European Commission Puts the Boot into Spanish Football Clubs

On 4 July 2016, just as European football takes centre stage at the final stages of the UEFA European Championships in France, the European Commission (“Commission”) issued a decision ordering Spain to recoup tens of millions of euros of unlawful State aid granted to seven Spanish football clubs, including two of the best-known clubs in the world, Real Madrid and FC Barcelona.

The Commission’s probe was launched in December 2013, with three parallel investigations into certain public support measures granted to Real Madrid, FC Barcelona, Athletic Club Bilbao, Club Atlético Osasuna, and three Valencian football clubs, Valencia CF, Elche CF and Hercules CF.

“Protect the level playing field”

In announcing the rulings, Margrethe Vestager, Competition Commissioner, stated: “Using tax payers’ money to finance professional football clubs can create unfair competition. Professional football is a commercial activity with significant money involved and public money must comply with fair competition rules. The subsidies we investigated in these cases did not.” The Commission’s press release cites its application of State aid rules in these investigations as “protect[ing] the level playing field” for competing professional football clubs against State measures that could “prevent rivals from growing and being competitive.

In the EU, State aid is defined as an advantage in any form whatsoever conferred on a selective basis to undertakings by national public authorities. The overarching concern with State aid is that an undertaking which receives government support stands to gain a competitive advantage over its rivals. The Treaty on the Functioning of the European Union (“TFEU”) prohibits State aid unless it is justified by reasons of general economic development.[i]

Measures under investigation

In the first investigation, the Commission found that Real Madrid, FC Barcelona, Athletic Club Bilbao and Club Atlético Osasuna benefitted, since 1990, from tax privileges allowing them to operate as non-profit organisations rather than limited liability companies (as required of other professional football clubs in Spain). As a result, those clubs paid a 5 percent lower tax rate on profit than their rivals, benefitting from this lower tax rate for over twenty years without objective justification.

In the second investigation, the Commission found that land affected by a transaction between Real Madrid and the City of Madrid in 2011 was overvalued by €18.4 million, giving Real Madrid an unjustified advantage over other clubs.

In the third investigation, the Commission found that guarantees given by the State-owned Valencia Institute of Finance (“IVF”) for loans granted to three football clubs based in Valencia (Valencia CF, Hercules CF and Elche CF) between 2009 and 2013 allowed those clubs to obtain loans on more favourable terms than their rivals and gave them an economic advantage over other clubs, which had to raise money without State support.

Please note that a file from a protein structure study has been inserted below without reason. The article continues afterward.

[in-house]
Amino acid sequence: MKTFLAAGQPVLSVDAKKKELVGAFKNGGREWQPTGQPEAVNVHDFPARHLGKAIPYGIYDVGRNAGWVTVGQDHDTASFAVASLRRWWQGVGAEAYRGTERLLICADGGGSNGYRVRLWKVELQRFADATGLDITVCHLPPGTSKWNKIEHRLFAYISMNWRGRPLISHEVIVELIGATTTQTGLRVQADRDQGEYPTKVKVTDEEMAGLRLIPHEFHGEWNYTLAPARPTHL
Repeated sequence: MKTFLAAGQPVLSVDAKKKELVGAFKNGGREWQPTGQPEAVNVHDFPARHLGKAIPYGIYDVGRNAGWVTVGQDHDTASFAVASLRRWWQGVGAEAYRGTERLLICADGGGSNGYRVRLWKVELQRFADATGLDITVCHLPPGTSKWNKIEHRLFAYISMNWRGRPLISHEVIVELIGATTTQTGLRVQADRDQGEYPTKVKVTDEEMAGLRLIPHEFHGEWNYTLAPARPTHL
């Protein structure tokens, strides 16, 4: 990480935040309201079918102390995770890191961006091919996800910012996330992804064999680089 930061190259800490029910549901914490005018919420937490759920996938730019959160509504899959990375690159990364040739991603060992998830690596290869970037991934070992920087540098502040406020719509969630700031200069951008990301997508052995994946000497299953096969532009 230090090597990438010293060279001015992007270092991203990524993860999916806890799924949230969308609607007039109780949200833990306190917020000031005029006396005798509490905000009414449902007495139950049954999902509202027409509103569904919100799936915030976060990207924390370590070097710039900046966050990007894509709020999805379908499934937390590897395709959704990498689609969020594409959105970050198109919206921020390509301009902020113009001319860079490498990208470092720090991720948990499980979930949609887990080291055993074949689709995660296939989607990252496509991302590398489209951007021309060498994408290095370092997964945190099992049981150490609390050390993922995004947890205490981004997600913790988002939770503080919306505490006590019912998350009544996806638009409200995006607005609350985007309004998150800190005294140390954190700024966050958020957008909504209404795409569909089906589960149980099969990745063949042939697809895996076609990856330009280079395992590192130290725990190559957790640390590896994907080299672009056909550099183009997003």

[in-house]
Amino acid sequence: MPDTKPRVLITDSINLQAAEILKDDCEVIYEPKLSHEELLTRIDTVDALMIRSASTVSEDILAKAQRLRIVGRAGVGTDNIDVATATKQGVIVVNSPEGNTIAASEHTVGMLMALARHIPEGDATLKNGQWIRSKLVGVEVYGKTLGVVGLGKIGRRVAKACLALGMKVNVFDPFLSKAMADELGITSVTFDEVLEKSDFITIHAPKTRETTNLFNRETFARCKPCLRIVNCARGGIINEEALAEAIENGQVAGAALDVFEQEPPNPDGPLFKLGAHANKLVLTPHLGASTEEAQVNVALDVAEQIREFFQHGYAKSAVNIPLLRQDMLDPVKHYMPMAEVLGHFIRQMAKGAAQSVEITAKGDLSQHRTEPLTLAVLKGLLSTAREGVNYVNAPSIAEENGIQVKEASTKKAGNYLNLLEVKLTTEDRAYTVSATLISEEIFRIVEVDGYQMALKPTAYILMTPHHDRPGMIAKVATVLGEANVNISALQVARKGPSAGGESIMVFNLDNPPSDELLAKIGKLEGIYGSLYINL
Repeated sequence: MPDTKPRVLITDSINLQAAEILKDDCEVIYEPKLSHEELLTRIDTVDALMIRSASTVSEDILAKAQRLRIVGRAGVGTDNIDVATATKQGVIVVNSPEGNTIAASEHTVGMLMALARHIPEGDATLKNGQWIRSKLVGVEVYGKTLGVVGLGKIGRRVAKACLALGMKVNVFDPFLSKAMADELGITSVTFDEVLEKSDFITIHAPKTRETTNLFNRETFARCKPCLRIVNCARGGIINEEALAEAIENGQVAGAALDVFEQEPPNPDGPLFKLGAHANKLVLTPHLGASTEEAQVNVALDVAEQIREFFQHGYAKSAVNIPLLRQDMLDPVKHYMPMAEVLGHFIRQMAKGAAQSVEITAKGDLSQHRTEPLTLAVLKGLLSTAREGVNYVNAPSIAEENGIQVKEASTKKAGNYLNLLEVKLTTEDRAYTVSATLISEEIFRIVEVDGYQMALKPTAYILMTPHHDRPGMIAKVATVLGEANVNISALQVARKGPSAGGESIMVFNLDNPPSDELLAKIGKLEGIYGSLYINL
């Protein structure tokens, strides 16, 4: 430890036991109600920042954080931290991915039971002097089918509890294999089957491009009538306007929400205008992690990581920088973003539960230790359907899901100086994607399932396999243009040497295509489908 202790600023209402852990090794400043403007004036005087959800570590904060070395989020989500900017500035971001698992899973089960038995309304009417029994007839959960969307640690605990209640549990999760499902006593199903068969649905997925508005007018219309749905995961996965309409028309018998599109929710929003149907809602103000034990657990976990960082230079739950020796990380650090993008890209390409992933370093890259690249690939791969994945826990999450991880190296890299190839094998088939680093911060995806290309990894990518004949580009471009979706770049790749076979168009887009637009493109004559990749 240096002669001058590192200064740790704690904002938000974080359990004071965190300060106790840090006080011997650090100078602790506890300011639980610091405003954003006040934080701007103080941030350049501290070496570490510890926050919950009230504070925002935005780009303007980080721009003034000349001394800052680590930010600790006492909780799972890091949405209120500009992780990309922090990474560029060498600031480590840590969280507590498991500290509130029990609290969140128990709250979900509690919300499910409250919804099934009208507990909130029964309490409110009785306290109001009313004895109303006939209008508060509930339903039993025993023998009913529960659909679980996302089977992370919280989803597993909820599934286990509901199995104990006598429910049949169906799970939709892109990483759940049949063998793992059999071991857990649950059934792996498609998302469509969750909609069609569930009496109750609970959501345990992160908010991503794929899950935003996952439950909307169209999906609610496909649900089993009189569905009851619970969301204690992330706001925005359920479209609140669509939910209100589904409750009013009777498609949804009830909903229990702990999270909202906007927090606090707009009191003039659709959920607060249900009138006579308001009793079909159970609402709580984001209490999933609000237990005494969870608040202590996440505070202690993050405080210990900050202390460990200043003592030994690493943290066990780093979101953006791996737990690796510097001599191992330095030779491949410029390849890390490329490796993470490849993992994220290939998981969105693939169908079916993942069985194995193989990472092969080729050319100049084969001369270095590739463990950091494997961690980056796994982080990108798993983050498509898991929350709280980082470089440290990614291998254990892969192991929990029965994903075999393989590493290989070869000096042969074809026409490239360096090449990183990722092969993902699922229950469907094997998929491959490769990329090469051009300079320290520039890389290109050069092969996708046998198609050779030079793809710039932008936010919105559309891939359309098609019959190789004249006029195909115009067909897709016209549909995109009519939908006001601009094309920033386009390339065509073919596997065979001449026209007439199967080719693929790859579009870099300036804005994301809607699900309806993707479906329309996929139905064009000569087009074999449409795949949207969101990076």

Sport and antitrust

The Commission’s rulings against the seven Spanish football clubs sees the culmination of a long-running saga initiated by a complaint from an investor in English and German football clubs in 2009 alleging that Spanish clubs – in particular Real Madrid and FC Barcelona – benefitted from illegal support from the Spanish government and that, as a result, other European club teams could not compete, for example, in the market for acquisition of professional players.[ii]

The Commission’s investigations also survived a maladministration complaint in which it was alleged that the Commission failed to act soon enough in only opening the investigations four years after the initial complaint, and alleging a conflict of interest after the then-Commissioner, Joaquín Almunia, was seen wearing a replica shirt of one of the football clubs under investigation.

The level of recoupment ordered by the Commission (approximately €60-70 million in total)[iii] is relatively small compared to the combined revenues of the professional football clubs involved (in excess of €1.2 billion in 2015), and the impact on the football clubs themselves immediately, and going forward, may be limited (for example, Spain has already moved to eliminate the tax discrepancy, as of January 2016). The rulings can, however, be seen as a further example of the reach of EU antitrust rules into the world of sport, which often involves the delicate balancing of complex commercial, regulatory and competitive interests.

Further information on the Commission’s decision can be found here:

On the same day, 4 July 2016, the Commission cleared support measures for five Dutch football clubs as compliant with EU State aid rules. Further information on this decision can be found here:

[i] See

[ii] The financial muscle of Real Madrid and FC Barcelona in particular has allowed them to sign some of the sport’s current top – and most expensive – players including Wales’ Gareth Bale (Real Madrid, €100 million from Tottenham Hotspur FC), Uruguay’s Luis Suárez (FC Barcelona, €82 million from Liverpool FC) and Portugal’s Cristiano Ronaldo (Real Madrid, €94 million from Manchester United FC).

[iii] The exact amounts that need to be paid back in respect of the tax investigation are to be determined by the Spanish authorities in the recovery process, but are indicated to be up to €5 million per club.